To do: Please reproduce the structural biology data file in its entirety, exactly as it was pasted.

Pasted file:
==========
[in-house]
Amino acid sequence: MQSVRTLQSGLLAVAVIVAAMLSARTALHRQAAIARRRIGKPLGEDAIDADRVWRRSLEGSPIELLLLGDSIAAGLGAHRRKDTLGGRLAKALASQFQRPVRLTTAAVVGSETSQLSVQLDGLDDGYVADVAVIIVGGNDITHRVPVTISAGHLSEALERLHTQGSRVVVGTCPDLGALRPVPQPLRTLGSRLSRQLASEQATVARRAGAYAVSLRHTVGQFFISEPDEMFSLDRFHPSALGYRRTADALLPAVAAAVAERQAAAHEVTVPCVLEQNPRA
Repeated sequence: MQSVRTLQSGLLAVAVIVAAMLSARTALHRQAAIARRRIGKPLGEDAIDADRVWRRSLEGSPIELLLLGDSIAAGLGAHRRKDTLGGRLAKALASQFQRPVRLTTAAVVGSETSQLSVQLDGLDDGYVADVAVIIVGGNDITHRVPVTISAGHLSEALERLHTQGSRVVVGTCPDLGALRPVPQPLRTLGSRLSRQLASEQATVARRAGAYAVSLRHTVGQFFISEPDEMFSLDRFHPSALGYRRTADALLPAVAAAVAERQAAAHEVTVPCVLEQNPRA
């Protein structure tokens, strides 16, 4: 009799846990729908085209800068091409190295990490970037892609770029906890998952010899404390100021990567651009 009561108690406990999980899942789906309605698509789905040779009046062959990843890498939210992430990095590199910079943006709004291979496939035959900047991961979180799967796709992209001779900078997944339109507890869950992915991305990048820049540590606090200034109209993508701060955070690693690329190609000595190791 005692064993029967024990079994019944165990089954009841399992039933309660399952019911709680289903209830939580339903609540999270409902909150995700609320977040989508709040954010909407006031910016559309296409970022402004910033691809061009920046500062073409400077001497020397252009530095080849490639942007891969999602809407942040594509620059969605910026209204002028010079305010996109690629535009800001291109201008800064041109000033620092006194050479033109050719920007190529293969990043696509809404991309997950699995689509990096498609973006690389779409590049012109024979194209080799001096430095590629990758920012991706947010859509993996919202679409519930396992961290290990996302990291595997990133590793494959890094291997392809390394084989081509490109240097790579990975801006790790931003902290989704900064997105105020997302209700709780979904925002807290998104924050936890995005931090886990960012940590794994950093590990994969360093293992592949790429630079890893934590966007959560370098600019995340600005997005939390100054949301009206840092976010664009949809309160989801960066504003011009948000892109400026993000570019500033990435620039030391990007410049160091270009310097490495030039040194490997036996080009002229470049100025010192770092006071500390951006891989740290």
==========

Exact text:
[in-house]
Amino acid sequence: MQSVRTLQSGLLAVAVIVAAMLSARTALHRQAAIARRRIGKPLGEDAIDADRVWRRSLEGSPIELLLLGDSIAAGLGAHRRKDTLGGRLAKALASQFQRPVRLTTAAVVGSETSQLSVQLDGLDDGYVADVAVIIVGGNDITHRVPVTISAGHLSEALERLHTQGSRVVVGTCPDLGALRPVPQPLRTLGSRLSRQLASEQATVARRAGAYAVSLRHTVGQFFISEPDEMFSLDRFHPSALGYRRTADALLPAVAAAVAERQAAAHEVTVPCVLEQNPRA
Repeated sequence: MQSVRTLQSGLLAVAVIVAAMLSARTALHRQAAIARRRIGKPLGEDAIDADRVWRRSLEGSPIELLLLGDSIAAGLGAHRRKDTLGGRLAKALASQFQRPVRLTTAAVVGSETSQLSVQLDGLDDGYVADVAVIIVGGNDITHRVPVTISAGHLSEALERLHTQGSRVVVGTCPDLGALRPVPQPLRTLGSRLSRQLASEQATVARRAGAYAVSLRHTVGQFFISEPDEMFSLDRFHPSALGYRRTADALLPAVAAAVAERQAAAHEVTVPCVLEQNPRA
């Protein structure tokens, strides 16, 4: 009799846990729908085209800068091409190295990490970037892609770029906890998952010899404390100021990567651009 009561108690406990999980899942789906309605698509789905040779009046062959990843890498939210992430990095590199910079943006709004291979496939035959900047991961979180799967796709992209001779900078997944339109507890869950992915991305990048820049540590606090200034109209993508701060955070690693690329190609000595190791 005692064993029967024990079994019944165990089954009841399992039933309660399952019911709680289903209830939580339903609540999270409902909150995700609320977040989508709040954010909407006031910016559309296409970022402004910033691809061009920046500062073409400077001497020397252009530095080849490639942007891969999602809407942040594509620059969605910026209204002028010079305010996109690629535009800001291109201008800064041109000033620092006194050479033109050719920007190529293969990043696509809404991309997950699995689509990096498609973006690389779409590049012109024979194209080799001096430095590629990758920012991706947010859509993996919202679409519930396992961290290990996302990291595997990133590793494959890094291997392809390394084989081509490109240097790579990975801006790790931003902290989704900064997105105020997302209700709780979904925002807290998104924050936890995005931090886990960012940590794994950093590990994969360093293992592949790429630079890893934590966007959560370098600019995340600005997005939390100054949301009206840092976010664009949809309160989801960066504003011009948000892109400026993000570019500033990435620039030391990007410049160091270009310097490495030039040194490997036996080009002229470049100025010192770092006071500390951006891989740290």